How to Use Landing Pages for Marketing
What is a landing page? A landing page is any web page that you can “land” on. If you found this blog article on Google, you clicked and landed on it. Landing pages can be make-or-break experiences for users; not only do they need to look appealing, they also need to be engaging.
Given the strategy involved with landing pages, marketers and advertisers build them as standalone web pages that focus on a single goal. As standalone pages, they have no links or affiliation with the rest of your site. Instead of landing on these pages through Google, users arrive on them through a call-to-action from an outside source, such as an email.
In marketing, the purpose of a landing page is to either boost interest in a specific product, or to capture a lead so that you can market to future customers. Choosing one of these purposes will provide you with your single goal.
So how can we effectively capture these leads or promote a product? There are two types of landing pages that you can build for marketing purposes: lead generation and click-through.
Lead Generation Landing Pages
A lead is information about someone or something that companies use to identify potential customers and business opportunities. The most important aspect of a lead generation landing page is a form.
You should always incentivize potential customers. Hannibal Lecter and Clarice Starling had a quid pro quo arrangement in Silence of the Lambs, and it will work wonders for you and your customers. Would you ever give someone your personal information without getting something in return? Ensure that your form and incentives are clear and that you deliver on what is promised or guaranteed.
Once you have someone’s name and email address, in addition to knowing of his/her interest in your services, you can reach out to him/her with future marketing opportunities. These leads are more qualified than those of visitors who randomly stumble onto your site and fill out a form asking for more information.
Click-through Landing Pages
”Clicking-through” a website is just as it sounds, a user navigates through multiple pages on a site. Click-through landing pages are primarily used for ecommerce funnels, and unlike lead generation pages, they may involve the creation of multiple landing pages .
When building click-through landing pages, your goal is to engage customers and provide them with enough information so that they feel confident enough to make a purchase.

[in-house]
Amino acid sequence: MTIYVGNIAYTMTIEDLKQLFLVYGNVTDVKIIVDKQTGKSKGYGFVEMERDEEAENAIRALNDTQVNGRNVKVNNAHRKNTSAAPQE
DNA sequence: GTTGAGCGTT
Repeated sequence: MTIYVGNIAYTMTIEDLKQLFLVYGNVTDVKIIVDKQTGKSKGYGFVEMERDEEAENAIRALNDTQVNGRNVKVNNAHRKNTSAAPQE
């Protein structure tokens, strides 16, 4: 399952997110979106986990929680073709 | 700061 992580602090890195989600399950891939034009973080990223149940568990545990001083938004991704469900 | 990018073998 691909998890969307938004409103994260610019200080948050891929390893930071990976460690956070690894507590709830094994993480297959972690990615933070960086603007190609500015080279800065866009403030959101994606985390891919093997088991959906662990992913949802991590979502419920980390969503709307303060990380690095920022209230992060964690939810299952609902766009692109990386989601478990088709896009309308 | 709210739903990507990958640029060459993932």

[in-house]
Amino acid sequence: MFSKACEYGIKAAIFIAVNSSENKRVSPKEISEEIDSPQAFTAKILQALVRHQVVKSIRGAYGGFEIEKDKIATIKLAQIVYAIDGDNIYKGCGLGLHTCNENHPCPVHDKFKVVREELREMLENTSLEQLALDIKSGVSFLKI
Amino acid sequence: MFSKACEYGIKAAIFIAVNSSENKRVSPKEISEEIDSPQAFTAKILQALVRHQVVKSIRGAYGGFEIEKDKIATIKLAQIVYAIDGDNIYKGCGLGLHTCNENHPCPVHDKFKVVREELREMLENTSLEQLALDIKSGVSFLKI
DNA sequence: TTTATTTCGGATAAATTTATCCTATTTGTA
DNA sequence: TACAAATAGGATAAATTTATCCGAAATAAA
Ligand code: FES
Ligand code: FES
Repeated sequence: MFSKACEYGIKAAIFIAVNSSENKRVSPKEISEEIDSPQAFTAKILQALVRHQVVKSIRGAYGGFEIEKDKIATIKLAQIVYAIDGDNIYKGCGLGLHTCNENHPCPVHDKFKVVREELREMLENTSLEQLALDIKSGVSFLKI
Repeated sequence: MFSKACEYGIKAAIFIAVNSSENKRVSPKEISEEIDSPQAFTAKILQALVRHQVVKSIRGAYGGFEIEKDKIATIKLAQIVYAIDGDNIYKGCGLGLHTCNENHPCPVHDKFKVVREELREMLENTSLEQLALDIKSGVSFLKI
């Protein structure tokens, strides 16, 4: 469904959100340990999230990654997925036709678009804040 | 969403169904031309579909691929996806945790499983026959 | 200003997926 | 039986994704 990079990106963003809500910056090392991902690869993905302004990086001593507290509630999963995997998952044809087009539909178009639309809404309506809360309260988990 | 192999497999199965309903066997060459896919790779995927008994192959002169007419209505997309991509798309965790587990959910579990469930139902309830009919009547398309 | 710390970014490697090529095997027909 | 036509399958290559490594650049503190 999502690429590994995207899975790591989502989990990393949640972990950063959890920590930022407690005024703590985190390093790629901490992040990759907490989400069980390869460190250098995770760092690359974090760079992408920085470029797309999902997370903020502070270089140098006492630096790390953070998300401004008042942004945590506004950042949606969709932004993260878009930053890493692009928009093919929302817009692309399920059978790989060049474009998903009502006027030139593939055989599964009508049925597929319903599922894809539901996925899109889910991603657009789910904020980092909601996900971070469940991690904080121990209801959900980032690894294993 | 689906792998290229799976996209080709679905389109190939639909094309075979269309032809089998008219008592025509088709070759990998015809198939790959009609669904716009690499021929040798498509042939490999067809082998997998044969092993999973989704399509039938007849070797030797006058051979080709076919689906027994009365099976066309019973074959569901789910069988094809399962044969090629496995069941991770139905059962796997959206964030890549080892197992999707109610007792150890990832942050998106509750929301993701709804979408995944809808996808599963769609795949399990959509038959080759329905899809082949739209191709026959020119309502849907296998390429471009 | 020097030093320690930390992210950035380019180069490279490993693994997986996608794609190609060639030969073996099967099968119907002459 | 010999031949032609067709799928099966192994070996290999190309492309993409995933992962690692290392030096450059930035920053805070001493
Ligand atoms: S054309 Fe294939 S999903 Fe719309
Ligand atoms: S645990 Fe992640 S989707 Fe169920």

For example, the first page a potential customer lands on could describe a product you sell. Not only will you provide detailed information about that product, but you might also explain why it’s superior to your competitor’s products. This landing page should also contain a link to another page on your site that you’d like the visitor to navigate to next. In some cases, you may want this link to direct customers to a page with even more information. The idea here is to build a strong case for your product and so that the visitor will feel as if he or she is making an informed decision.
The final page that the customer lands on should either be a shopping cart or a form, depending on whether you have an ecommerce site or not. If customers are able to purchase products on your site, make this process easy for them and allow them to select the product and pay for it on the spot.
If you do not have an ecommerce site but you’d still like to fully inform customers of your services, allow them to click-through and land on a registration or contact form. Even if they don’t commit to purchasing something in that moment, ideally you’ve still provided them with enough information to entice them to want services from you. This will also help you weed out people who weren’t interested enough to read on and learn more.
So there you have it. But before you run off to start building your own landing page, consider the goal that you’d like to achieve. Once you’ve settled on a strategy, write content that is clear and engaging. Last but not least, remember to test all of your forms and links. Afterall, as with the case with your products or services, it doesn’t matter how flashy they look if they don’t work as intended.